There will always be something unseemly to admit that one enjoys his faith or his experience of faith. However, happiness, peace, and joy in the mystical experience can hardly not be expressed in terms of pleasure.This presentation will explore the different modes of spiritual pleasure expressed through the mystical odes or, ‘The Divan of Shams of Tabriz’, by the greatest Persian mystical poet of the 13th century, Jalal ad-Din Rumi. In this work, we will try to discover the close link that connects the search for mystical union and spiritual pleasure. Defining pleasure as the opposite of pain, we will also try to decipher the contrariety between the notion of the pleasure and the pain in the poems of Rumi.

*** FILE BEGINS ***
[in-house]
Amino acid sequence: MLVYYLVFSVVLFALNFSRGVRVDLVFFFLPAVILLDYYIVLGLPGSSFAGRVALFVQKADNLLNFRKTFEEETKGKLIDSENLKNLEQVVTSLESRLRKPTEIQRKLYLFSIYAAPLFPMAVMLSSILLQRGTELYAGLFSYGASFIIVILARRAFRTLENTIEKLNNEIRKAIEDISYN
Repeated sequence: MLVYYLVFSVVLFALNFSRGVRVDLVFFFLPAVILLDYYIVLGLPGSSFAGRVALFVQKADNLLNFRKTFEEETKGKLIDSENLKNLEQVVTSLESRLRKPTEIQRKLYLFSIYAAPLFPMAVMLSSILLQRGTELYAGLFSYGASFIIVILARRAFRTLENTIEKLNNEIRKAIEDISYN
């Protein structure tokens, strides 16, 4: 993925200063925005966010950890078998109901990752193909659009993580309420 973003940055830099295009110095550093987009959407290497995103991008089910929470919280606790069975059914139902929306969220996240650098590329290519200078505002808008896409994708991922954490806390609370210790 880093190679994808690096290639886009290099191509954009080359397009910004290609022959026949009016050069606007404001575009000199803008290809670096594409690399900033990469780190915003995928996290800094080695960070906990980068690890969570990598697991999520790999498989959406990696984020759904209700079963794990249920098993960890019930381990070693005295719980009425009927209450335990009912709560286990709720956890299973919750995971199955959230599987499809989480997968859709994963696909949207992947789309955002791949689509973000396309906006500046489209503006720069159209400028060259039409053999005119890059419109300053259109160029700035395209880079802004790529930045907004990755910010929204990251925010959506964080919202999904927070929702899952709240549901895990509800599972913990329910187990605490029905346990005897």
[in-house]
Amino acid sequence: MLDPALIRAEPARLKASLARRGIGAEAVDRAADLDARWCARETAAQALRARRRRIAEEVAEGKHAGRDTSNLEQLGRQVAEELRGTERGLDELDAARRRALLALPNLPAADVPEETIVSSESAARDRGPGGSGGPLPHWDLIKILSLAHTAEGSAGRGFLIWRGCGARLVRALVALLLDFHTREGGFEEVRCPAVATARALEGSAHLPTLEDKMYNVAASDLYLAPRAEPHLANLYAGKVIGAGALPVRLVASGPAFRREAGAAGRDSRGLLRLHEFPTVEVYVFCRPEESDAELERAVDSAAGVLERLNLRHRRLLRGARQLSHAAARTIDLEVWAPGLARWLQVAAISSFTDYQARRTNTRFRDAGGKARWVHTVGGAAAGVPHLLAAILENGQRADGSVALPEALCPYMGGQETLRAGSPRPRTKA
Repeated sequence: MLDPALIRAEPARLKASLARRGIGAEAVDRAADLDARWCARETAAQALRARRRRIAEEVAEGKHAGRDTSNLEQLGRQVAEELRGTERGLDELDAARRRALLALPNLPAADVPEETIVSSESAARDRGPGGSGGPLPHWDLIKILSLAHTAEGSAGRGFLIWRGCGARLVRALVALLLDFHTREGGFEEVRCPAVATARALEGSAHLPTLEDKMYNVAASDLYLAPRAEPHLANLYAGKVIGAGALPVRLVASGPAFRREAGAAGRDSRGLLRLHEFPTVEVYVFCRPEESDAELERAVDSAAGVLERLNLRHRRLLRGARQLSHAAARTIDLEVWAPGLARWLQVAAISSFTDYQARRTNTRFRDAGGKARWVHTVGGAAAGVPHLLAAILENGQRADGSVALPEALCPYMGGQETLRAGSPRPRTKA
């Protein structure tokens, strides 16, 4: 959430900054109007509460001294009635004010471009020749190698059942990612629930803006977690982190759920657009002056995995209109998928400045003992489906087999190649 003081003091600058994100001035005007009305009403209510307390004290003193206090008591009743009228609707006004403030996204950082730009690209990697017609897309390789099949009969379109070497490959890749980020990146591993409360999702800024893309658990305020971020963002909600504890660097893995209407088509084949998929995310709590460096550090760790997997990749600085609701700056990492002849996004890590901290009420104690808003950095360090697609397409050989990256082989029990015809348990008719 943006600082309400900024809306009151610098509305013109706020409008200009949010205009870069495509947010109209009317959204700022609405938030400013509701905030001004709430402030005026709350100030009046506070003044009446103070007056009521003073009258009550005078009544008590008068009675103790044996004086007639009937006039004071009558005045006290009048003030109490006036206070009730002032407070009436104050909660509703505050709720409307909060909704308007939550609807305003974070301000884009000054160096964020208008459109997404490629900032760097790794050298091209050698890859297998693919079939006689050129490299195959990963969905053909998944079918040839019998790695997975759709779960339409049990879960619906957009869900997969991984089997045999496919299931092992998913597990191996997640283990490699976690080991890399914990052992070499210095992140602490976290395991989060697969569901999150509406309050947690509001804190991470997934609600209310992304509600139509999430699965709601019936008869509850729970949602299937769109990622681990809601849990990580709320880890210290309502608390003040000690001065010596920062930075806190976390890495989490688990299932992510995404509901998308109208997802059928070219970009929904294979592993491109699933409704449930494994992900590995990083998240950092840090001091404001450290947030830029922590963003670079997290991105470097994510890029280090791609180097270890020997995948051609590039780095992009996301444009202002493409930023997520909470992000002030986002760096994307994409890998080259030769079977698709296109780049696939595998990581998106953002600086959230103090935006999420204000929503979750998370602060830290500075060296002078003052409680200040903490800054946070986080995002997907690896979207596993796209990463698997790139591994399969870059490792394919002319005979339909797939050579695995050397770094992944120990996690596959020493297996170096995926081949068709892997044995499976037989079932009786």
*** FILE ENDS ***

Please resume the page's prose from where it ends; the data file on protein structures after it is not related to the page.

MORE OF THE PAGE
‘I cannot dance, Lord, unless you lead me./ If you want me to leap with abandon (joy) / You must intone the song./ Then I shall leap into love’ (1.44). This very familiar passage from the first book of Mechthild of Magdeburg’s The Flowing Light of the Godhead, invites us to reflect on the 2013 congress theme of pleasure. The concept of pleasure that I will develop is intrinsic to the mystical jubilus. This concept came to signify the high point of an ineffable mystical experience of ecstasy. The influence of Richard of St Victor and the developing theologies of the spiritual senses, the language of the soul, are central to my study. I will compare the jubilus in the writings of the Helfta women, Mechtild of Hackeborn and Gertrude of Helfta with the Jubilus in writing of the beguines Mechthild of Magdeburg and Hadewijch.